The analysis of drugs of abuse in clinical and post-mortem samples

Abstract

The Specialised Clinical Chemistry laboratory at Sheffield Teaching Hospitals analyses urine samples from Substance Misuse clinics to monitor patients who are undergoing a drug addiction treatment programme. In addition, the department also screens for drugs of abuse (DoA) in post-mortem blood and urine samples. A DoA screen is currently performed on all samples/cases using a range of immunoassays which are prone to false positives. This means that positive screening results from Substance Misuse clinic patients have to be confirmed using gas-chromatography mass-spectrometry (GCMS). Positive post-mortem screening results are quantitated using a range of individual assays performed using high-performance liquid-chromatography (HPLC) and GCMS. This confirmation and quantitation is time consuming, delaying the reporting of results, and requiring a large amount of manual input.

The aim of this project is to develop an assay using liquid chromatography high resolution-mass spectrometry (LC-HRMS) that can be used for the simultaneous screening and confirmation of drugs of abuse in urine samples and can be adapted for the simultaneous screening and quantitation of drugs of abuse in post-mortem samples. The performance of the LC-HRMS assay will be assessed by comparing the range of compounds detected in patient samples using the LC-HRMS with compounds detected using GCMS screening approaches. The concentrations measured using the LC-HRMS screen will also be compared to those obtained using GCMS and HPLC analysis. Samples provided by international quality assurance schemes will be analysed to determine the accuracy of the LC-HRMS method.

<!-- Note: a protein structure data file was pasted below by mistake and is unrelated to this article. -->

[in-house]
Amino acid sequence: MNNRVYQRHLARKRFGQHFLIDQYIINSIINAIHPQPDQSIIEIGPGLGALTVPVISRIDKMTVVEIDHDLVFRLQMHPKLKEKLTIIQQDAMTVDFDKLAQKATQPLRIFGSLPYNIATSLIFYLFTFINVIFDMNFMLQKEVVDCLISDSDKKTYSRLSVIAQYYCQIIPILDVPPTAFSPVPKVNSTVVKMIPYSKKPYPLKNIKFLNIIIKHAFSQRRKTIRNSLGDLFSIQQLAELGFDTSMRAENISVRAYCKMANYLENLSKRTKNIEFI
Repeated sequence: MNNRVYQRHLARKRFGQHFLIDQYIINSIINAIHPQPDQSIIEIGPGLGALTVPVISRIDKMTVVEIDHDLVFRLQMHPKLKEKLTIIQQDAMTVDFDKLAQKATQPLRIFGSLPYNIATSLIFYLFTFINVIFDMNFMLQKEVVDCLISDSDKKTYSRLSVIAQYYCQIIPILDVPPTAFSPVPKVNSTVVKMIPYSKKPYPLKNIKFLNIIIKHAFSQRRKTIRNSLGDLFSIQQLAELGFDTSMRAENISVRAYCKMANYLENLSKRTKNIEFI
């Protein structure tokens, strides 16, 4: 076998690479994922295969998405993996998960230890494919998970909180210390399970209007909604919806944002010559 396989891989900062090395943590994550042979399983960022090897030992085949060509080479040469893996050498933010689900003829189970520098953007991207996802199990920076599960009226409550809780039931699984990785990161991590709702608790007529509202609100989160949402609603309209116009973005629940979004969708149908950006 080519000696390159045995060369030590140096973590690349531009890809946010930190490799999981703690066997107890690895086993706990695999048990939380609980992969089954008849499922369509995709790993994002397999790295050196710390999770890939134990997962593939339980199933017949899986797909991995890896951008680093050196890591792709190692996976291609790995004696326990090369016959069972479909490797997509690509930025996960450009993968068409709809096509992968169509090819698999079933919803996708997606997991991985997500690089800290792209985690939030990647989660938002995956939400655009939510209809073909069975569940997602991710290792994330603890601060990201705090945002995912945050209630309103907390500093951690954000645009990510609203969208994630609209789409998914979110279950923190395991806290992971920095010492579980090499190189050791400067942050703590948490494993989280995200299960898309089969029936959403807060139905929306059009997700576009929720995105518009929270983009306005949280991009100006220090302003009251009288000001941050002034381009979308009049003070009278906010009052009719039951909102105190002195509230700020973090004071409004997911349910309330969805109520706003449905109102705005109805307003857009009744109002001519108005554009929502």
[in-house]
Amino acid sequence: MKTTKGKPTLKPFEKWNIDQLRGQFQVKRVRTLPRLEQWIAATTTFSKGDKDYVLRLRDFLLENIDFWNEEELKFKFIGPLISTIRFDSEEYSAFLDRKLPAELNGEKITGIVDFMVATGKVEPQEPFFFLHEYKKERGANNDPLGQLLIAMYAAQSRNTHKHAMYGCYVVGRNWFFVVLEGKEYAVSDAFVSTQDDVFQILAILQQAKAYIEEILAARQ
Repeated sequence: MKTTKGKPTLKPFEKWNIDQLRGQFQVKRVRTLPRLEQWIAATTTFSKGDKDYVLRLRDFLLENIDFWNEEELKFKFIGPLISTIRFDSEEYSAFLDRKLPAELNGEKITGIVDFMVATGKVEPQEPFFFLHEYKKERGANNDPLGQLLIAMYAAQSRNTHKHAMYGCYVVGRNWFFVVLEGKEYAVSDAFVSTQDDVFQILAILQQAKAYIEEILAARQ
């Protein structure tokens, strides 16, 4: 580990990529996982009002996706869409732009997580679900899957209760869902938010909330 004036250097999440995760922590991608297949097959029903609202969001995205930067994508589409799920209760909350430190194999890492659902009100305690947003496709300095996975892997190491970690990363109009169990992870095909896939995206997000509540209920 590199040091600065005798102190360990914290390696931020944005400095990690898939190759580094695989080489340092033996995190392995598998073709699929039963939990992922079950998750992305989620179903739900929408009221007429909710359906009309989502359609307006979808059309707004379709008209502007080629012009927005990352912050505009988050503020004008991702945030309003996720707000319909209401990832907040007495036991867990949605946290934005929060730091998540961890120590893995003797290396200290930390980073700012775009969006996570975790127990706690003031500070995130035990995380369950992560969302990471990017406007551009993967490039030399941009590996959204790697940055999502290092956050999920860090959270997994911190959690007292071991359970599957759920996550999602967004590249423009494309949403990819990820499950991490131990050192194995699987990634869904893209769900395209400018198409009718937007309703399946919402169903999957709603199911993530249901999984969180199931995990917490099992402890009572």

Outputs

Rab E, Flanagan RJ, Hudson S. Detection of fentanyl and fentanyl analogues in biological samples using liquid chromatography-high resolution mass spectrometry. Forensic Sci Int. 2019;300:13-18.

Presentations

  • FOCUS 2018 Association of Clinical Biochemistry award finalist London Toxicology Group
  • March 2018: Responding to the Changing Patterns of Substance Misuse: Fentanyl and its Analogues